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Blood Types

My mother had AB blood, I have AB Blood, and my daughter has AB blood. Her half brother by her mother has O. How is this possible?

-A curious adult from New York

February 7, 2012

This is a perfect question for a geneticist. To figure out how this is possible (which it is by the way), we need to step back and do a bit of review on how genes work. Here are the basics of what we need to know:

  1. We have two copies of each of our genes, one from mom one from dad
  2. These genes can come in different versions
  3. Sometimes one version dominates another
So your AB blood type is actually two different versions of the blood type gene. You have an A version and a B version, one from your mom and one from your dad.

As you pointed out in your question, there's another version of the gene called O. This version is interesting because you can actually think of it like a zero or nothing. (Click here to learn why O is like a zero.)

An A and an O gives an A blood type and a B and an O gives a B blood type. In this case, that's what it means that some versions dominate others. The A and B versions override the O, but not each other.

Here are all six of the possible combinations of these three gene versions and their corresponding blood type:

AA or AO – A blood type
BB or BO – B blood type
AB – AB blood type
OO – O blood type

Now we are almost ready to show how your result came about. The last thing we need to know is that parents pass only one copy of their gene to their child.

So an AO parent (who is A blood type) will pass either an A or an O gene to their child. And an AB parent will only pass an A or a B.

This is all the information we need to explain how your daughter is AB and her half brother is O. Let’s get started!

From AB Parent to AB Child

Let's figure out the answer to this question step by step. We'll start with you and your daughter and then work our way towards her half-brother's blood type. This is way easier than trying to do it all in one fell swoop.

Ok, so your blood type is AB. Like I said before, that's actually a separate A and B version of the blood type gene.

To make this all a bit simpler, let's imagine each gene version as a different block. So the A version is a block with the letter "A" on it, the B version is one with the letter "B" on it, and the O version is a block with an "O" on it.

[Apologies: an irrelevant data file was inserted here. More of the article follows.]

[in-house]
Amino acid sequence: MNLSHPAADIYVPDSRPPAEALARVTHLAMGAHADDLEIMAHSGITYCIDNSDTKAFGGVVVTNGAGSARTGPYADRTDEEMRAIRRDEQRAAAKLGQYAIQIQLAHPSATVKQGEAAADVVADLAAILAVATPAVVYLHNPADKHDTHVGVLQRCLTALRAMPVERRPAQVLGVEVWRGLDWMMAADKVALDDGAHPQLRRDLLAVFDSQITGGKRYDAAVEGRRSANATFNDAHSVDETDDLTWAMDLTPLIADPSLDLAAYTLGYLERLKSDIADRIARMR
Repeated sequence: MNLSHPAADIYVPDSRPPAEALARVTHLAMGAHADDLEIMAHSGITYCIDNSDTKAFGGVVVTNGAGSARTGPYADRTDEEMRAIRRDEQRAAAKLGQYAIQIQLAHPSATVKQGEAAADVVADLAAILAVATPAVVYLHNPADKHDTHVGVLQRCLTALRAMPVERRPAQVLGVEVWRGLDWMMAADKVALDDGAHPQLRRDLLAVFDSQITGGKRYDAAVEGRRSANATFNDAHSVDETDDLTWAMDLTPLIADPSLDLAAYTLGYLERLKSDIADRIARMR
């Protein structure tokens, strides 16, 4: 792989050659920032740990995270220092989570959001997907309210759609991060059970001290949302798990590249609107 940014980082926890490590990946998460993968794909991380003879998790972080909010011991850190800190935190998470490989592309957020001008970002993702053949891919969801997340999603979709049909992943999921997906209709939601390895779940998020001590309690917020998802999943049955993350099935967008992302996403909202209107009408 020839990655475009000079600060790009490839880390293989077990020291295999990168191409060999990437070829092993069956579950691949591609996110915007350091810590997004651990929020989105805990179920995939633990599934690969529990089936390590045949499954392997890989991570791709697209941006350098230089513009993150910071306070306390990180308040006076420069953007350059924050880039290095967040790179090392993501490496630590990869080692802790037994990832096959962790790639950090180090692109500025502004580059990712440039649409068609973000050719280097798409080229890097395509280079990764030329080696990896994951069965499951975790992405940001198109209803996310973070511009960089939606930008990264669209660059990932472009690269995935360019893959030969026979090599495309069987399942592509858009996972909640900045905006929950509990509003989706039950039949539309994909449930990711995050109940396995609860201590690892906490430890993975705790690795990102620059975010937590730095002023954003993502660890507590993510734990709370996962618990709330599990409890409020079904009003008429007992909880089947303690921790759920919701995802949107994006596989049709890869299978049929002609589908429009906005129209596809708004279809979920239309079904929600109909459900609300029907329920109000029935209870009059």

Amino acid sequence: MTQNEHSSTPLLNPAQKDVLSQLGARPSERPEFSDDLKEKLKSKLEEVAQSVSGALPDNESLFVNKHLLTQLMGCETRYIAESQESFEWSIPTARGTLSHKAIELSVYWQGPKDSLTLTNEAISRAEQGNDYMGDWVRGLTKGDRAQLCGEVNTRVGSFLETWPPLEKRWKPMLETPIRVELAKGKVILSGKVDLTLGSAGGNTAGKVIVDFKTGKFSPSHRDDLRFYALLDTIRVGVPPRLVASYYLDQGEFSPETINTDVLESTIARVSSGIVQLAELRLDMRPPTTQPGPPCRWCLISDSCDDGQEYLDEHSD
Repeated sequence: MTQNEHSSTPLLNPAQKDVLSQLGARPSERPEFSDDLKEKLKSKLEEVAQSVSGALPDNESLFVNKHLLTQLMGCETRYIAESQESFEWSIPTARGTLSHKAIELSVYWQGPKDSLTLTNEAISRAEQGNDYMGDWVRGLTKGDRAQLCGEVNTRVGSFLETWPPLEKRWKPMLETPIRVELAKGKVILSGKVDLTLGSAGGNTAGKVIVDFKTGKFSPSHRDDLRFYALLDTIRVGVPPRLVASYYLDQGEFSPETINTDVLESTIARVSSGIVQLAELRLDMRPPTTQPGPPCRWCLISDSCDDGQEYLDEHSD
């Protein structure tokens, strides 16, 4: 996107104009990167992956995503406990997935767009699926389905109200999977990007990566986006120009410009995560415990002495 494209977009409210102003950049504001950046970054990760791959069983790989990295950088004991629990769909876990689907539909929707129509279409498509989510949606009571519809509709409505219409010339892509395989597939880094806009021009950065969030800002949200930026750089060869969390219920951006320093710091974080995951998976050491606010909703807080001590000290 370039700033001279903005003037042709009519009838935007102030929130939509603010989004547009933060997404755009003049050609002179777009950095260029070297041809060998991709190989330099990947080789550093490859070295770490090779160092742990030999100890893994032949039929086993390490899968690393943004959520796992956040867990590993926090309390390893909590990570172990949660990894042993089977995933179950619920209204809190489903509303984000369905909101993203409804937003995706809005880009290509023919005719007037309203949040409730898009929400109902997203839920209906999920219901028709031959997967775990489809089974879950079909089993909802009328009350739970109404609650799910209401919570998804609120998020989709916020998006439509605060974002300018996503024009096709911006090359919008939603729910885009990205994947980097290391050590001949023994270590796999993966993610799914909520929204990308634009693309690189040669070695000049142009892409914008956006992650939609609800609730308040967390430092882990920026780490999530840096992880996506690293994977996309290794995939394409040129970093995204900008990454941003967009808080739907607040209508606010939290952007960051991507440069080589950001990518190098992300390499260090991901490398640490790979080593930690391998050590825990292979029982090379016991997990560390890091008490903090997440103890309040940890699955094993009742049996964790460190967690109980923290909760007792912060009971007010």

Everyone has two blocks that are some combination of "A," "B" and/or "O." Here's what yours would look like:

This is your only possible combination because there is only one way to get AB blood type. Now let's think about your daughter.

Remember, she gets half her genes from you and half from her mother. So let's add her and her mother into the picture:

We know your daughter also has the AB blood type so I wrote that in. We also know that only one of those versions of the gene comes from you. Remember, you can't pass an AB down to your daughter by yourself...you can only give her one of your two blocks. Let's say you give her the A block.

If you give her the A, that means the B must come from her mother since she gives your daughter the other half of her blood type. This is what we have so far then:

Do we know what her mother's other block is? Not yet. At this point, it could be A, B or O.

Since she can only give her daughter one of her blocks, it means we don't know what her other block is. Until we look at your daughter's half brother that is...

Now the real detective work can begin! You wanted to know how your daughter's half brother has O blood type. First of all, the "O" blood type actually means that you have two O's (just like two A's would be called an A blood type). So let's add the half brother and his father to this tree.

Ok, now let's figure out what the missing blocks are. Before, we didn't know what the mother's second block was, but now we know, right? It has to be an O since she gave an O to her son.

And what about the half brother's father? We know what one of his blocks has to be...it's gotta be an O. But we don't know what the other block is based on this tree. It could be an A, B or another O.

And finally, for good measure, let's add your parents to the tree. At this point you can probably do it yourself, but just to remind you, here's the important information and rules to remember:

  1. We have two copies of each of our genes, one from mom one from dad
  2. These genes can come in different versions
  3. Your mom is AB
We can't figure out your father's whole blood type from this information, but we can make a guess about half of his blood type because we know yours. And to make this easier, let's say your mom passed her "B" version of the gene to you. Now you can figure it all out! But just in case, here’s the full family tree:

If you had a sibling with a B blood type we could narrow down what's in your father's second box, too. And now that you understand that, you actually understand how all genes are passed down from parents to their children!


Elizabeth Tanner


The key to solving this
one is that AB parents
pass only an A or a B,
not both.